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IPFS News Link • Self-Help: Rational Living

Slojd: Opting Out by MAKING What You Need

• Organic Prepper - Aden Tate

This has been a multi-year process of gradually deciding, "You know, I'm not supporting that company with my money anymore," and it's rapidly gotten to the point where my blacklist has a lot in common with the length of a CVS receipt.

We're witnessing the culmination of "the long march through the institutions," and there are a lot of Americans out there who are in the same boat as I am here with all this.

And if you find yourself looking for some sense of direction with the tangibles of daily life, feeling the need to pull a John Galt and opt-out from much of pop culture society in modern America, I think you'll find the 1800s Swedish concept of slojd (pronounced "sloyd") interesting.

In 1865, a Swede with a name reminiscent of a card game, Otto Solomon, created a teaching system for young Swedes with the intention of getting more of them skilled in a trade and independent when they finally graduated from high school. He called the concept slojd. Basically, the idea was that you would teach kids manual skills such as woodworking, metalworking, knitting, and the like, so that they would have some marketable skill they could earn a living from, they wouldn't have to purchase everything they needed, and they would be able to fend for themselves better.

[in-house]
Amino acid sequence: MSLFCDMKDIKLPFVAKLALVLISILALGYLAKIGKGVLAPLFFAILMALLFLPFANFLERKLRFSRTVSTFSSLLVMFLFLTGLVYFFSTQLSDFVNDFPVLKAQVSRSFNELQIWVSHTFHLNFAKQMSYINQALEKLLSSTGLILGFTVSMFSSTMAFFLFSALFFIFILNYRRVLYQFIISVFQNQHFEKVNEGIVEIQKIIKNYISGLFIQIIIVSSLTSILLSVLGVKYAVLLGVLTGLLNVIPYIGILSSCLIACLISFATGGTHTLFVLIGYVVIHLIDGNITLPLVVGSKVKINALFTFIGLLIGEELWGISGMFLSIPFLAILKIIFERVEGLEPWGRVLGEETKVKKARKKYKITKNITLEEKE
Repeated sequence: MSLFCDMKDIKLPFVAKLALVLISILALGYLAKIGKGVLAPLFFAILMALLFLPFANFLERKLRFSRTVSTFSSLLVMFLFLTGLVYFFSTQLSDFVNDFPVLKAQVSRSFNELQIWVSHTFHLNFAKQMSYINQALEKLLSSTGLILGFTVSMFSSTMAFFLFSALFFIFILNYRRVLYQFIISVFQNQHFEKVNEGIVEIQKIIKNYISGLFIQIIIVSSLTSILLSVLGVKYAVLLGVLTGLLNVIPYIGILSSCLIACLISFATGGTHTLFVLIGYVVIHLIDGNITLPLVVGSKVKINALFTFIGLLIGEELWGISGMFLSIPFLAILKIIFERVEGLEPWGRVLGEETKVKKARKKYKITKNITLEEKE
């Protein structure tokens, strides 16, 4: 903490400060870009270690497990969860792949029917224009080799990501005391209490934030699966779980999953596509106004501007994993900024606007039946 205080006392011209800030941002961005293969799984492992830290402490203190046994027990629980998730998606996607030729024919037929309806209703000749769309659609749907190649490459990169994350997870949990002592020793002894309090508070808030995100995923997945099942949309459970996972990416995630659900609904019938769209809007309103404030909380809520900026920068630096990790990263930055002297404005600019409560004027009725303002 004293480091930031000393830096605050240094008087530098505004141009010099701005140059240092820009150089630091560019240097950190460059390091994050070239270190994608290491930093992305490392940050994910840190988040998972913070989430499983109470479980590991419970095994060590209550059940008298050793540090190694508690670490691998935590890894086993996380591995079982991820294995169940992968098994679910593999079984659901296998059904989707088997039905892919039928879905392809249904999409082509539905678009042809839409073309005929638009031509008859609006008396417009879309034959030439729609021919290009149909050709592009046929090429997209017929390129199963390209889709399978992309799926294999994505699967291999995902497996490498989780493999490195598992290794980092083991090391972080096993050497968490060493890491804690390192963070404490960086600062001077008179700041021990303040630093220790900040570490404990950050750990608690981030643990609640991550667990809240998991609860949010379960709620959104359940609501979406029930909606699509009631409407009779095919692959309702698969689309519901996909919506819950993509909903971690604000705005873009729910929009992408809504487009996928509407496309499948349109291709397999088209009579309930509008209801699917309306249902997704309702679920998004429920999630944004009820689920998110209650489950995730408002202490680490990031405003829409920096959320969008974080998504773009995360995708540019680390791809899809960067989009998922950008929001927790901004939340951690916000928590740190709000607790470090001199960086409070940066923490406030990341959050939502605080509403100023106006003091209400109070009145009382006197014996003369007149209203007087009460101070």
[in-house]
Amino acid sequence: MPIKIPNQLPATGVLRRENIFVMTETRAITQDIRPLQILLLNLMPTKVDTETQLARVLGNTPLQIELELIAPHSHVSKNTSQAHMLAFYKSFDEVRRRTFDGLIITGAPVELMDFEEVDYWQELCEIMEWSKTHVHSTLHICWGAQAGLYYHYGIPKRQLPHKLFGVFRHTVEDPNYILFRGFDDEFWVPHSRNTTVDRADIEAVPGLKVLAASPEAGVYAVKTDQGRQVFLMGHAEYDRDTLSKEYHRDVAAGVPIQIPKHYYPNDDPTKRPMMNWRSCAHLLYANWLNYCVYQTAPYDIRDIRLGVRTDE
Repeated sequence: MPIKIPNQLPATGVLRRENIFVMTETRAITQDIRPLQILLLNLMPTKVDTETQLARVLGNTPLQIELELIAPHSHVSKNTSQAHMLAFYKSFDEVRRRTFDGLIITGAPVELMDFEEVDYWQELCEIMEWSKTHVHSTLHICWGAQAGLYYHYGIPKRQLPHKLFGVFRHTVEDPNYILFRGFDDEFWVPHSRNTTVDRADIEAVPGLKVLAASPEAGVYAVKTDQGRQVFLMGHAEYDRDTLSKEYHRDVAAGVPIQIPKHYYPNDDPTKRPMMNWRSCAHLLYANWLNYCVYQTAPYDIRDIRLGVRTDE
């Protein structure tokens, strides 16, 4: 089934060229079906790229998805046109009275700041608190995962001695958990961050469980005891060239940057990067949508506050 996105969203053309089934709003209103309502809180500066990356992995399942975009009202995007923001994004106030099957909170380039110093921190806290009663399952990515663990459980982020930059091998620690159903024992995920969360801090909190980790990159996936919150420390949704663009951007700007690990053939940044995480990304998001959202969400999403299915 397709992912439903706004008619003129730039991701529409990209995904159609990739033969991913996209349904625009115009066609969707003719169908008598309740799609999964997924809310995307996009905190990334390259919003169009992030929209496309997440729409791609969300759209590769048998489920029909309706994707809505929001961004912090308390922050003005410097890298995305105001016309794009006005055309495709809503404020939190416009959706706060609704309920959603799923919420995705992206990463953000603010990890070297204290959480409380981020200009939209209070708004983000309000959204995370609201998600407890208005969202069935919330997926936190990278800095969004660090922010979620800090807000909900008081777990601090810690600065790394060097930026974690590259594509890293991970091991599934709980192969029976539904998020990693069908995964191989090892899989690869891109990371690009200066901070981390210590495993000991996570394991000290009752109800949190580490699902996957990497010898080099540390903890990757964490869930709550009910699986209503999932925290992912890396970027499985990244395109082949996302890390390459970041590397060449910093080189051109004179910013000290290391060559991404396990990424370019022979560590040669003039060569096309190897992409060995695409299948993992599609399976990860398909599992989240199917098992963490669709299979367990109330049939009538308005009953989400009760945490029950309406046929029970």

1 Comments in Response to

Comment by PureTrust
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From the article: "Need furniture? Make it with the tools and materials you already have. Need blankets? You make quilts with old T-shirts. Need fencing? What do you have that will accomplish the job out in your barn? (In a way, this is the same argument I made in The Case for More American 3D Printers.)" --- Need guns? Start with black pipe -